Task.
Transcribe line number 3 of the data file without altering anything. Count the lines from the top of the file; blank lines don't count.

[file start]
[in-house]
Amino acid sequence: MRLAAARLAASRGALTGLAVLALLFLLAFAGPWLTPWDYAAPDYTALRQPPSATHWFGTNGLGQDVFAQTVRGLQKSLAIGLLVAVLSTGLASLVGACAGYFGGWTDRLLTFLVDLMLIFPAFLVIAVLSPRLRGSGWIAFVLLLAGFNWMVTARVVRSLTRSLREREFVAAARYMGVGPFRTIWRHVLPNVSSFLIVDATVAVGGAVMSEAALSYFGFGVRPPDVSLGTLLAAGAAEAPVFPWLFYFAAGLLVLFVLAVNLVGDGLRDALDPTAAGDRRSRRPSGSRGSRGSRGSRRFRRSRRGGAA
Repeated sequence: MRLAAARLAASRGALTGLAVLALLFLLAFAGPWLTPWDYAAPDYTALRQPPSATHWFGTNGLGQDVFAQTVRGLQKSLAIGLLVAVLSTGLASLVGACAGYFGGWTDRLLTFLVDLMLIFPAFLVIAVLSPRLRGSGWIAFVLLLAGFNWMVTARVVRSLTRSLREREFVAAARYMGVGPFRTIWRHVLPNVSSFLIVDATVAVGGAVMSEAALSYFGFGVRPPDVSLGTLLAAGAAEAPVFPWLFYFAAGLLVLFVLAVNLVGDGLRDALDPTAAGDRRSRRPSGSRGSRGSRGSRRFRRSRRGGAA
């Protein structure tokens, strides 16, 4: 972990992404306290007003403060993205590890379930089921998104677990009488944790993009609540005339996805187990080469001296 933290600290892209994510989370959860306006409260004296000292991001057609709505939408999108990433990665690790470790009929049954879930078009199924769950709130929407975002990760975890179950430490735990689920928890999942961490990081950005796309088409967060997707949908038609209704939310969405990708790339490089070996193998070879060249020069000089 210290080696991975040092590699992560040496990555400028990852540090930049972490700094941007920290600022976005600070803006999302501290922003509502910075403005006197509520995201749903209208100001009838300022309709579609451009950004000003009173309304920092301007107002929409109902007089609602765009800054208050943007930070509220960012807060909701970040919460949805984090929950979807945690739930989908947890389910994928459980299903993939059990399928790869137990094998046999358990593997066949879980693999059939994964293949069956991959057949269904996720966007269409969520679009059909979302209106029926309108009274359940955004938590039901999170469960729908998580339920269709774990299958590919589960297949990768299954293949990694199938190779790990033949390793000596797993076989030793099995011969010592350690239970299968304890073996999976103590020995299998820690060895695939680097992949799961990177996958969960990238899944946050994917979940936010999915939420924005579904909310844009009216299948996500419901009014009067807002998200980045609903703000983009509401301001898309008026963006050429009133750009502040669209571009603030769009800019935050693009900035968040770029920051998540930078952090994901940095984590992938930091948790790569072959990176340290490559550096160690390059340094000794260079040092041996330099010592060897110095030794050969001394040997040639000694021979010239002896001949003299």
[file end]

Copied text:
Repeated sequence: MRLAAARLAASRGALTGLAVLALLFLLAFAGPWLTPWDYAAPDYTALRQPPSATHWFGTNGLGQDVFAQTVRGLQKSLAIGLLVAVLSTGLASLVGACAGYFGGWTDRLLTFLVDLMLIFPAFLVIAVLSPRLRGSGWIAFVLLLAGFNWMVTARVVRSLTRSLREREFVAAARYMGVGPFRTIWRHVLPNVSSFLIVDATVAVGGAVMSEAALSYFGFGVRPPDVSLGTLLAAGAAEAPVFPWLFYFAAGLLVLFVLAVNLVGDGLRDALDPTAAGDRRSRRPSGSRGSRGSRGSRRFRRSRRGGAA